ZImbabwean men using cellphones in Minibus Kombi

Poor receipting and accounting practices

There is a culture of poor bookkeeping among Public Transport Operators. This lack of transparency exposes their business to corruption, embezzlement by drivers and outright theft. Public Transport Operators struggle to track and record key metrics such as the number of daily trips and the number of commuters picked up per trip. Without being physical there on the trip, owners of public transport vehicles have no way of knowing how much revenue was collected by drivers and conductors.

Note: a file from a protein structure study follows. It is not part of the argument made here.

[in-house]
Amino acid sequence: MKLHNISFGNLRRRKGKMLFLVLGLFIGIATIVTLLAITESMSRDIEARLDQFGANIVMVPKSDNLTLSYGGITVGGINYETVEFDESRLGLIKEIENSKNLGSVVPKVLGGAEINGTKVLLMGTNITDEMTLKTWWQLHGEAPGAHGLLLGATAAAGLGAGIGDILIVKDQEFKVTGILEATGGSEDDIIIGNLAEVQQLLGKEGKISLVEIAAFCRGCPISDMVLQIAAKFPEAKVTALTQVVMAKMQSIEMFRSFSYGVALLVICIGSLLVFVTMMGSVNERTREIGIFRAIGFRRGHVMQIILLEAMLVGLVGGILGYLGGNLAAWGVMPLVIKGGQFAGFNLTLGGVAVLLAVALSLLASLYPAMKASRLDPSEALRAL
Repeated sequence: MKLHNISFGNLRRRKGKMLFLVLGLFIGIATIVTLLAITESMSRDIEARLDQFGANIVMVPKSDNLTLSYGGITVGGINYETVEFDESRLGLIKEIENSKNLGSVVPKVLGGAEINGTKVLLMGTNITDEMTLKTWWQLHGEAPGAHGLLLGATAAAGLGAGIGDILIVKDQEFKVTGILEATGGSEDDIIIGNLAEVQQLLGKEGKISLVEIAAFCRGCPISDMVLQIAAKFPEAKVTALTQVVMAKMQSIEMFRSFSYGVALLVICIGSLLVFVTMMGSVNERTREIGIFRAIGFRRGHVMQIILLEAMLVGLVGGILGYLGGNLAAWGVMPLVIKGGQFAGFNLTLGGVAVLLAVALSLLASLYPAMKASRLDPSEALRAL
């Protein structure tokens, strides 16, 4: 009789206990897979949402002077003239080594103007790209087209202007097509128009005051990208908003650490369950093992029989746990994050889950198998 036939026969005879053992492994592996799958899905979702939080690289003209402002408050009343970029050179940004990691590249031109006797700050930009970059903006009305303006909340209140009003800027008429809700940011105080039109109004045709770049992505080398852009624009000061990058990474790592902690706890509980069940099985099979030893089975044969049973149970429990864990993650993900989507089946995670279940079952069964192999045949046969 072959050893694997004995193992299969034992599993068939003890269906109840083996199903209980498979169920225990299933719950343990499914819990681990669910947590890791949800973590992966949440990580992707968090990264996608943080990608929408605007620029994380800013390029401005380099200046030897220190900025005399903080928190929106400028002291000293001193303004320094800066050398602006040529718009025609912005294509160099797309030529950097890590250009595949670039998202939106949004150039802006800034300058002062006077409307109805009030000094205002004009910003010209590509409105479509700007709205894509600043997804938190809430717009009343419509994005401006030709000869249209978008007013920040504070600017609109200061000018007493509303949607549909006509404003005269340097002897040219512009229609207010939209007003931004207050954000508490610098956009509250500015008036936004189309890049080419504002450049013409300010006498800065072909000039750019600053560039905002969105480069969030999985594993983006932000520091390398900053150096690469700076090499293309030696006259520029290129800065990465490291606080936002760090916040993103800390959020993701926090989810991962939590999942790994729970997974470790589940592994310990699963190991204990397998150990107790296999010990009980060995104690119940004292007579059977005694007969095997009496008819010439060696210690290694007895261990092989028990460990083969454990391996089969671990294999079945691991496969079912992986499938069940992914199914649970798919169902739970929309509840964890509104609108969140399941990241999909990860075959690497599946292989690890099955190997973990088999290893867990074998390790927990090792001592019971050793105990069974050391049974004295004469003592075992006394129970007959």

While there is a proliferation of fintech, mobile banking apps, mobile money and digital currency in Zimbabwe that include Ecocash, OneMoney, Telecash, EasyCash, and BitCoin, many Public Transport Operators have struggled to take advantage of transparency that comes with digital payments. This is another problem that negatively impacts their business and they cannot offer service to customers who are willing to pay electronically. The major Mobile Money operators in Zimbabwe (Econet and Netone) work in a parallel mode. One cannot pay for a OneMoney (Netone) service using Ecocash mobile money. However, ZUPCO has managed this by using TapCard, an electronic card that utilizes Near Field Communication technology, but this remains a challenge to the independent operators especially those operating in small scale. Operators highlight the need to have a payment platform that will accept all digital payments, from the bank and mobile money transfers